I just saw Kathy Griffin (My Life on the D-list) perform here in Wichita. In short, she Rocks. However, my point here isn’t to go on about her (which I would be happy to do). Instead, I want to convey the great example of how a professional presenter can be successful. Here are a couple of important techniques she used that we mortal speakers can use ourselves:
1. Know your venue – Prior to the event, Kathy made sure to visit some local places the audiences would recognize. That allowed her to form a connection with the audience by tapping into their own experiences. Kathy referenced a few things, including her visit to a local donut shop and it’s unique menu items. As a speaker, you probably don’t need to look throughout the city for ideas, but getting to know the company or group you’re speaking to can allow you to connect through either humor or other anecdotes.
2. Know your audience – Kathy has a rather specific audience. She knows her audience and what appeals to them. What’s more, she acknowledges those that don’t fit into that group (with a comedic twist, of course). Your audience may or may not be more diverse. Either way, it’s important to know who will benefit from (or enjoy) your material. Kathy’s style works for her audience. If she were to decide to change styles (i.e. stop picking on other celebrities, start preaching, etc.) she would likely bomb, and lose that audience. The same applies for your audiences. Your material needs to fill the needs of your audience. If it doesn’t, you bomb too.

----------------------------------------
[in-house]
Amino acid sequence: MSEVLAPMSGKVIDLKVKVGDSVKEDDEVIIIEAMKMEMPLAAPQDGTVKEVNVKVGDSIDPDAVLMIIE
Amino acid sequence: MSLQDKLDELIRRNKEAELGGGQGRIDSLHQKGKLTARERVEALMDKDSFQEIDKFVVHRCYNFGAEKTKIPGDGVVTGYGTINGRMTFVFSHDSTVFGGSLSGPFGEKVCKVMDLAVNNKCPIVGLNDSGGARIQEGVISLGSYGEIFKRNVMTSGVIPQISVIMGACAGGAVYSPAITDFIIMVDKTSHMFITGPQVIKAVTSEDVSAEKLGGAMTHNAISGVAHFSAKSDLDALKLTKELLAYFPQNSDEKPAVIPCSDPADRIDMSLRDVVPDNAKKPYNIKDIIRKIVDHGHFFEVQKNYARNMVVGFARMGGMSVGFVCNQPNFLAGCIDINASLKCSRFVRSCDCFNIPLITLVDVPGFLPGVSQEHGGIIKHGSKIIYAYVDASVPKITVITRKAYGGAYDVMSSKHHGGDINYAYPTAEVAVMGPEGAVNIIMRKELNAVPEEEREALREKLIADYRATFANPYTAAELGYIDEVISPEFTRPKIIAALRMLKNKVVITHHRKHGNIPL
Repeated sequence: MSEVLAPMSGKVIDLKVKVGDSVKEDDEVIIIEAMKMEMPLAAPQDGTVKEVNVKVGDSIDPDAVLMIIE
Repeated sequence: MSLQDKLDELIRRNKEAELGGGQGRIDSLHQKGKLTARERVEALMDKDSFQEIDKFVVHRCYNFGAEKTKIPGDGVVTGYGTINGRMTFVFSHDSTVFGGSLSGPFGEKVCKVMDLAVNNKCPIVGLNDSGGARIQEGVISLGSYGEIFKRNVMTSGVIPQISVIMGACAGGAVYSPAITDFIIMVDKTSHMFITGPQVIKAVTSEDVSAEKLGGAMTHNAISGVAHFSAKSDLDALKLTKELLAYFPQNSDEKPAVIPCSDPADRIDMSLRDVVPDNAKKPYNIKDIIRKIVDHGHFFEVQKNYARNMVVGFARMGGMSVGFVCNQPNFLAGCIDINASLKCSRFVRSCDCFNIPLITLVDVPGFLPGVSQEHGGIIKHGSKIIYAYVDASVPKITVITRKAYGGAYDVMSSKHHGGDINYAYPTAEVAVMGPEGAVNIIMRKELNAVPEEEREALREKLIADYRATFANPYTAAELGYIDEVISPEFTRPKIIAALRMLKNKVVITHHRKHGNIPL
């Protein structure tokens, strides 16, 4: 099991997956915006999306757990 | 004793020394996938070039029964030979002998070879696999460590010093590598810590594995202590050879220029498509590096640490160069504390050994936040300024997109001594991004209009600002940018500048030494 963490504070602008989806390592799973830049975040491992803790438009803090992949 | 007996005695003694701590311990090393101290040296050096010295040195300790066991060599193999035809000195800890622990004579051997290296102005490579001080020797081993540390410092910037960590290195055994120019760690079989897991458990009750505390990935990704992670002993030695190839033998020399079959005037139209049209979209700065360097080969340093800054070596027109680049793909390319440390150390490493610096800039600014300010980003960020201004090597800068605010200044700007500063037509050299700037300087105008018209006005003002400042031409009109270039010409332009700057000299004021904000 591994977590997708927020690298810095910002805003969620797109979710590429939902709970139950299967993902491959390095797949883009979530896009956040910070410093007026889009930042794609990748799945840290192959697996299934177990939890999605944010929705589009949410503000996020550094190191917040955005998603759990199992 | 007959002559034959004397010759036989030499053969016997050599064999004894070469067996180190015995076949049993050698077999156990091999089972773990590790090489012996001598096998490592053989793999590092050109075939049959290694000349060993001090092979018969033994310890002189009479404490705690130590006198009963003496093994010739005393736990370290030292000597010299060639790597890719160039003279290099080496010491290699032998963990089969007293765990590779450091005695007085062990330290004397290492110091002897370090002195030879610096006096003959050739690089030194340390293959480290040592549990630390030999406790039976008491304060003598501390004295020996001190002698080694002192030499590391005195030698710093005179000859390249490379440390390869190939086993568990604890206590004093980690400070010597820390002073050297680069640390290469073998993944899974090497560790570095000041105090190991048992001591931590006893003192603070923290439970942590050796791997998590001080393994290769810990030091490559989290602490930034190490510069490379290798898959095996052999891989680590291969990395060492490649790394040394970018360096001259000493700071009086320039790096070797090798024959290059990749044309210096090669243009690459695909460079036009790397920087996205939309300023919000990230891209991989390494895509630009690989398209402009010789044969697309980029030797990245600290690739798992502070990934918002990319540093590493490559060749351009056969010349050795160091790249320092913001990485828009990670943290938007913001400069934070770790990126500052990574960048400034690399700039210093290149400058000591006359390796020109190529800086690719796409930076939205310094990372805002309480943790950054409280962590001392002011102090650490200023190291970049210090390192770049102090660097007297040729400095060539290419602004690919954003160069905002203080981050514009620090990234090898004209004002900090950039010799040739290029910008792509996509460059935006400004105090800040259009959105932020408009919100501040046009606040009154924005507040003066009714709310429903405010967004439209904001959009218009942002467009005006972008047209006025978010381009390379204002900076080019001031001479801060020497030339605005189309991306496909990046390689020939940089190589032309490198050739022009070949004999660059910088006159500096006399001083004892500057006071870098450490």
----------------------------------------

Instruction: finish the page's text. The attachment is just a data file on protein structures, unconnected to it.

3. Freshen up your material – Kathy included some of her best material, which has continually worked on her shows and her tours. Then, to keep it fresh, she included topics (behind the scenes dirt) from the recent Grammy and Emmy Awards shows, as well as the CNN New Year’s Eve special with Anderson Cooper (which is what I watched on New Year’s Eve). Like many speakers, you probably have a catalog of anecdotes that you use successfully to make your points. Incorporating stories from recent events (even as in the first point above) can keep your program fresh and allow you to strengthen your connection with your audience. Also, doing so will allow you to keep recurring audiences (like fans, or training contracts with a company) interested and coming back for more.
You may not be a comedian, but that doesn’t mean you can’t learn some valuable lessons from some of the best out there. Seeing Kathy perform in real life was a blast. But even if you don’t find her funny, you can still learn from her example. If you familiarize yourself with your venue, know your audience and keep your material fresh you can be great in your presentations.
Just like Kathy Griffin.